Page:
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Calling a Python Function From Java

by Raj Bala  |  February 7, 2020  |  Submit a Comment

I spend a great deal of time thinking about serverless computing and what it means to application development, operations, etc.

But one of the most understated aspects from the perspective of a software developer is that I can mix and match programming languages and frameworks like never before.

Writing a Java application, but you want to take advantage of Python’s rich data science libraries? Invoke those Python capabilities using your choice of functions as a service (FaaS) platform!

The way you do this when using Python on AWS Lambda is like this:

response = client.invoke(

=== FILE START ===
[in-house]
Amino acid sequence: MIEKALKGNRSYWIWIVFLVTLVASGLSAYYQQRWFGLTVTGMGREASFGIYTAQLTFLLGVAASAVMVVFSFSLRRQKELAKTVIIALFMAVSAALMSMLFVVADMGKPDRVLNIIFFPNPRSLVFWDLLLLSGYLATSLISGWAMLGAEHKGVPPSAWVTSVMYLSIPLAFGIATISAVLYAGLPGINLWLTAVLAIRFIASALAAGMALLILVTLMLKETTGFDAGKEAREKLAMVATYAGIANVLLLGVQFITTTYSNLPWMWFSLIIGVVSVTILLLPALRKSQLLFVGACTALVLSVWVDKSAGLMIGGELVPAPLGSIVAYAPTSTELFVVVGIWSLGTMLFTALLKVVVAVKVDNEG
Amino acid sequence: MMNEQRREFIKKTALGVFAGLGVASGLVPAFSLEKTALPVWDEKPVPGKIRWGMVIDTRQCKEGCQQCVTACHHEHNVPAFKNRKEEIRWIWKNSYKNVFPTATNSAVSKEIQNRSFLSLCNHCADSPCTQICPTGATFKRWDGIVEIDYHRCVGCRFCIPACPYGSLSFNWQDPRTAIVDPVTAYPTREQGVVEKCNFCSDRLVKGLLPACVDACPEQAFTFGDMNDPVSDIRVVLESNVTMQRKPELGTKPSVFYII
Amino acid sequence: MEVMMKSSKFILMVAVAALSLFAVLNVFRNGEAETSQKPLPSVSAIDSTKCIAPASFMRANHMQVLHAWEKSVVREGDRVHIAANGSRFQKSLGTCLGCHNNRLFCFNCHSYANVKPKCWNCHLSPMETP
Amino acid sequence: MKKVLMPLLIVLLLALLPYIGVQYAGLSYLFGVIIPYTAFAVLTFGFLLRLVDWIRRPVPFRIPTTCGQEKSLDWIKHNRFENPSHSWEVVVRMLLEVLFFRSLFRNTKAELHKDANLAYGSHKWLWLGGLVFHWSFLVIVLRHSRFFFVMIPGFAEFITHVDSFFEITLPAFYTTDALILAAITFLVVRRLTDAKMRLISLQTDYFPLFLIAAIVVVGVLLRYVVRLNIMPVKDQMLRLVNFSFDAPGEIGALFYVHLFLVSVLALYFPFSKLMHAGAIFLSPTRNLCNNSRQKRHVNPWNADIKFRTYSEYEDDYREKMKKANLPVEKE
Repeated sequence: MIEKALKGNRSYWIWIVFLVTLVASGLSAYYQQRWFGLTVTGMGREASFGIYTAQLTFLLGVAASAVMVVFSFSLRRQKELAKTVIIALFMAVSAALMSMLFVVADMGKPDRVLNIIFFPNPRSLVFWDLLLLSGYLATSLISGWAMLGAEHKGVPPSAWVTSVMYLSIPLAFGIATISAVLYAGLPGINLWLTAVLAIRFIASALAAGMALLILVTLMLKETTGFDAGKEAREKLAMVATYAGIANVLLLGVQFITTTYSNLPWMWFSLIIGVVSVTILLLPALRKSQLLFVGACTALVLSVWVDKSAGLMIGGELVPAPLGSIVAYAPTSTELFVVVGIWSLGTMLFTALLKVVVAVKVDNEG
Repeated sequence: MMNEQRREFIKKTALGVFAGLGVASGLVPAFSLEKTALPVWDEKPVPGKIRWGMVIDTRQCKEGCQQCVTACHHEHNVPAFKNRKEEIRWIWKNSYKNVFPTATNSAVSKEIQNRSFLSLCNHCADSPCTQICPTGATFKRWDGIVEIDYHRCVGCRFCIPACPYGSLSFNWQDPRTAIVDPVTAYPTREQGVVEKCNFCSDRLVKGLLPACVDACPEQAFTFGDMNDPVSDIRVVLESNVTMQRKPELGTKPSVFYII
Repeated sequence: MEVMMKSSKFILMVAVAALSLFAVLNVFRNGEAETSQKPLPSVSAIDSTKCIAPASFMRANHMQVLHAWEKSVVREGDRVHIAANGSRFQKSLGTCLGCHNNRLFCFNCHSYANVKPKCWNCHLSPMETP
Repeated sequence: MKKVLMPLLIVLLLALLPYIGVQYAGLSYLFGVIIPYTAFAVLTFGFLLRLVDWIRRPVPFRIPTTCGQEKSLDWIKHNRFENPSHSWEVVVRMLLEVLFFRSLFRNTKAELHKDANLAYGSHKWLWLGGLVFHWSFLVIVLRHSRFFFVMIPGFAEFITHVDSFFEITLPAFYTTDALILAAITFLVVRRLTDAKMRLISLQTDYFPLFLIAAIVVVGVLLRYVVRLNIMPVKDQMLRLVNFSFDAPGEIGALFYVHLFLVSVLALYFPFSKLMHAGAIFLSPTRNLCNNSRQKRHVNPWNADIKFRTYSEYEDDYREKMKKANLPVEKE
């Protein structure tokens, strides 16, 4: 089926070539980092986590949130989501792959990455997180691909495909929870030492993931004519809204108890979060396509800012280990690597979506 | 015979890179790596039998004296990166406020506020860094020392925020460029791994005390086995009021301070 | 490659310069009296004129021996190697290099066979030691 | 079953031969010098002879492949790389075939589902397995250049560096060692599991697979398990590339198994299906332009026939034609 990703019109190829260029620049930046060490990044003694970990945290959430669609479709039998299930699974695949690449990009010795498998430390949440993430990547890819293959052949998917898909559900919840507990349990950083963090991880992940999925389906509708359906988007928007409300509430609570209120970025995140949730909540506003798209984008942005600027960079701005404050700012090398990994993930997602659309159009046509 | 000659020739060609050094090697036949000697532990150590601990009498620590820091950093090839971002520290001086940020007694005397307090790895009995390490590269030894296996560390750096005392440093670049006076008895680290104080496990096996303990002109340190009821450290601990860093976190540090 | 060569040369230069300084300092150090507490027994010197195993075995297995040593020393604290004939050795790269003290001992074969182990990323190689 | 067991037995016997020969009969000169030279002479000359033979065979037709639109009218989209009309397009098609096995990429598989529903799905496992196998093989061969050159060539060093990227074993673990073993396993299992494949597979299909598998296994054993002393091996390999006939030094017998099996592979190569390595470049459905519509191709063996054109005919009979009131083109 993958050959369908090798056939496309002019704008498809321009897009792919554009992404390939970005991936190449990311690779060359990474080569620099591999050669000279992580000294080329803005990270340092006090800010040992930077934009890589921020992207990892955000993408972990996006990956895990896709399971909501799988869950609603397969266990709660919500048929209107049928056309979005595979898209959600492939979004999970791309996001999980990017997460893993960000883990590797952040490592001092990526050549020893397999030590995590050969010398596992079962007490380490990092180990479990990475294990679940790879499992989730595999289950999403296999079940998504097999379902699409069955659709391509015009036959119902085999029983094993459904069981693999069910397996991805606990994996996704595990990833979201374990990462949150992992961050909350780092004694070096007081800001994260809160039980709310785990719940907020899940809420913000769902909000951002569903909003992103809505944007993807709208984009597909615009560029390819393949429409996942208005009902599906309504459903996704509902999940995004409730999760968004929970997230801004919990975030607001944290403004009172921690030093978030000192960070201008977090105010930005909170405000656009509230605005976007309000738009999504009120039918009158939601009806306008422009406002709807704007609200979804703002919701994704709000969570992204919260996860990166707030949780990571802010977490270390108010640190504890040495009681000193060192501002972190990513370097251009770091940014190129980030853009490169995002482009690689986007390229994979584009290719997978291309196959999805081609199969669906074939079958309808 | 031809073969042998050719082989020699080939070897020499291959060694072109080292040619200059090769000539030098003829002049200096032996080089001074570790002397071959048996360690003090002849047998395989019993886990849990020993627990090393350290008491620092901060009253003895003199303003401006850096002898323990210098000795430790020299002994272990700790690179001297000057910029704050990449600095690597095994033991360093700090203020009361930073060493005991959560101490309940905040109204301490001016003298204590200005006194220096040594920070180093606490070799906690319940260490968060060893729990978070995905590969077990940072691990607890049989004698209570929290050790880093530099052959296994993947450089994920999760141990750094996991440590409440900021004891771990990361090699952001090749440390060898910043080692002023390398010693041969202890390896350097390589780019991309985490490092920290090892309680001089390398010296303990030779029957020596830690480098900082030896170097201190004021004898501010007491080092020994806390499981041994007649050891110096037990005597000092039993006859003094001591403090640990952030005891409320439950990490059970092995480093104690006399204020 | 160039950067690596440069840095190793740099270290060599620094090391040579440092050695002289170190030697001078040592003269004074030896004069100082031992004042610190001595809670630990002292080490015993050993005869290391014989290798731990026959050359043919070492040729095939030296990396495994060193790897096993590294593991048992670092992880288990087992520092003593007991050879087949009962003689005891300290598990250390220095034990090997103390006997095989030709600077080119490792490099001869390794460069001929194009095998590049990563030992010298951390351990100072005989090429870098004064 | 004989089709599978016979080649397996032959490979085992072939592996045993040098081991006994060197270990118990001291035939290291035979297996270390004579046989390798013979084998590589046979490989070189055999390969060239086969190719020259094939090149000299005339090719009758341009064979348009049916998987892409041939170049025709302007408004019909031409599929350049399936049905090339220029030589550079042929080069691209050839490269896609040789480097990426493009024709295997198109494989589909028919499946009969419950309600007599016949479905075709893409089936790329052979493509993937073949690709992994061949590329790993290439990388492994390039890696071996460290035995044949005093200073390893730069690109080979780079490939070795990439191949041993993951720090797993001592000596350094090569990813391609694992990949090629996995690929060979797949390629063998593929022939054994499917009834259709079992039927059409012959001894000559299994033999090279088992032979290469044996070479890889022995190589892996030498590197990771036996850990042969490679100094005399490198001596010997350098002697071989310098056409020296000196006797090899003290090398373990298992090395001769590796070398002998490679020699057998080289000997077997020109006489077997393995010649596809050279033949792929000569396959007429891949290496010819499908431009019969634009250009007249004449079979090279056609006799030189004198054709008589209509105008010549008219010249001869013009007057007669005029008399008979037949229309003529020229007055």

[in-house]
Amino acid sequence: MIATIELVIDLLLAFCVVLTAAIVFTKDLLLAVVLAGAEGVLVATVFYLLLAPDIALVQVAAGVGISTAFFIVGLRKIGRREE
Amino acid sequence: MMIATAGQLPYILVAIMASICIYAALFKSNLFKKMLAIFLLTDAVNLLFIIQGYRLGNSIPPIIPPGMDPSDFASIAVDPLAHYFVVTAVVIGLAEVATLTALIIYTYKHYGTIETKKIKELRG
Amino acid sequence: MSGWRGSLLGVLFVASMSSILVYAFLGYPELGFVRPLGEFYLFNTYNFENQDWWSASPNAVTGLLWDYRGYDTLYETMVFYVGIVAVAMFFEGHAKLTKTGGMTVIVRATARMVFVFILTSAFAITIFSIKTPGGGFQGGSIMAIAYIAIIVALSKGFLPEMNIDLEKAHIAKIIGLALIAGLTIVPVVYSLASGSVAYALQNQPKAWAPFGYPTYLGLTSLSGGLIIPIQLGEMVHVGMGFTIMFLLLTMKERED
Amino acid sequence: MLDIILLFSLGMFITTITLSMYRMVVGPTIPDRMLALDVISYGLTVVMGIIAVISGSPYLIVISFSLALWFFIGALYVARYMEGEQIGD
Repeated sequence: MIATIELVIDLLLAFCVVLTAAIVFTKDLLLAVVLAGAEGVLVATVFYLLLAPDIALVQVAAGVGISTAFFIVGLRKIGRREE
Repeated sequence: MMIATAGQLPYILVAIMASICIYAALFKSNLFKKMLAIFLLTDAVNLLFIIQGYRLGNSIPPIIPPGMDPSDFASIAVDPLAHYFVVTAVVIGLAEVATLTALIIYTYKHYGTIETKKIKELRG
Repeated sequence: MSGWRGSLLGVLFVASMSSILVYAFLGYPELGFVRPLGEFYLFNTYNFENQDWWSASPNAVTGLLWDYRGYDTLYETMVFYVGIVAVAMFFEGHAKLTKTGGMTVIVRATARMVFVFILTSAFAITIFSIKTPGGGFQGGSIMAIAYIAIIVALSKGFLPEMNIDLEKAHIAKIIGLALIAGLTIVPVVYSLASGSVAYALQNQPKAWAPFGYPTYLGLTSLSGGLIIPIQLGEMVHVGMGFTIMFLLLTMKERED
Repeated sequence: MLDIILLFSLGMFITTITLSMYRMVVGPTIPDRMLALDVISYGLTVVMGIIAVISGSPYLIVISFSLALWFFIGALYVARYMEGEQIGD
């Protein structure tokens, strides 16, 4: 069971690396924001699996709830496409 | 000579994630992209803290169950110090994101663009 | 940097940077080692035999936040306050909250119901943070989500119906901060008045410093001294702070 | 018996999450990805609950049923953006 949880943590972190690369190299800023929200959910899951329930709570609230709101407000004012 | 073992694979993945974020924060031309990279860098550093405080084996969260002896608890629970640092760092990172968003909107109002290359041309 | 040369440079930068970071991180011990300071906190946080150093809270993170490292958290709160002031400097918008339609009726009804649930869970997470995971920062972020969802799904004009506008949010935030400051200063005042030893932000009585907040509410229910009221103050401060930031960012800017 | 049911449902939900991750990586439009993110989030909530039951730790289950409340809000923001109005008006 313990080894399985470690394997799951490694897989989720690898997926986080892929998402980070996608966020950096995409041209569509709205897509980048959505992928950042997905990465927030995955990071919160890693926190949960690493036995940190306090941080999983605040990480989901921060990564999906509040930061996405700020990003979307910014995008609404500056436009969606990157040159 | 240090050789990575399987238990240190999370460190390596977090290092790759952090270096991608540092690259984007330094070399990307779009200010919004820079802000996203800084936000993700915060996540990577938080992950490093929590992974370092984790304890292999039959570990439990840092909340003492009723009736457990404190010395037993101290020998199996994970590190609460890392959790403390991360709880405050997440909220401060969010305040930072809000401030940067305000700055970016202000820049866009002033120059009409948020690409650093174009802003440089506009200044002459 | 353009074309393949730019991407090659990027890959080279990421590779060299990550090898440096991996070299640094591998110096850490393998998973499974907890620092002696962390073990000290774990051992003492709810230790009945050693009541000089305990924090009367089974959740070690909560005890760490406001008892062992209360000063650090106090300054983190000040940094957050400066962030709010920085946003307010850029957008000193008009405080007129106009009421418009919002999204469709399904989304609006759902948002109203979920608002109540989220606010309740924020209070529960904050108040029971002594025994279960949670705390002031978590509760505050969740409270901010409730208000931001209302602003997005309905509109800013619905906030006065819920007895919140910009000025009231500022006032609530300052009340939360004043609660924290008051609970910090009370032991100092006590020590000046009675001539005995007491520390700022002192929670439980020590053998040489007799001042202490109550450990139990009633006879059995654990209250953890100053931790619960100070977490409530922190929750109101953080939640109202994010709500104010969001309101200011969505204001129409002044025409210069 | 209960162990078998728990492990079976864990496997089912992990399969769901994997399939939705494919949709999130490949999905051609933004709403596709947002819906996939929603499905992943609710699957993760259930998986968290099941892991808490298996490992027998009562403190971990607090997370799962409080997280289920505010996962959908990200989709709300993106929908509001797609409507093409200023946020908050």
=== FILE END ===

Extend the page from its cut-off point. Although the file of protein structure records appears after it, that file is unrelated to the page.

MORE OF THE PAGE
FunctionName='MyJavaFunction',
InvocationType='Event',
LogType='Tail',
ClientContext='string',
Payload=b'bytes',
Qualifier='string'
)

MyJavaFunction is another Lambda function that could be Java, Go, Ruby or whatever the platform supports. The Payload parameter is the other important part. Typically, I use byte-encoded JSON payloads that are minimal in size. The called function gets an event parameter with the byte-encoded JSON.

Want to do something similar on Azure? It’s called a Durable Function.

Ultimately, this is the benefit of single-purpose microservices. You can use the right tool for the right job rather than being constrained to one language, one framework or even one database.

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Tags: code  faas  

Raj Bala
Research Director
5 years at Gartner
20 years IT Industry

Raj Bala is a Research Director at Gartner covering cloud infrastructure and platform services. Read Full Bio




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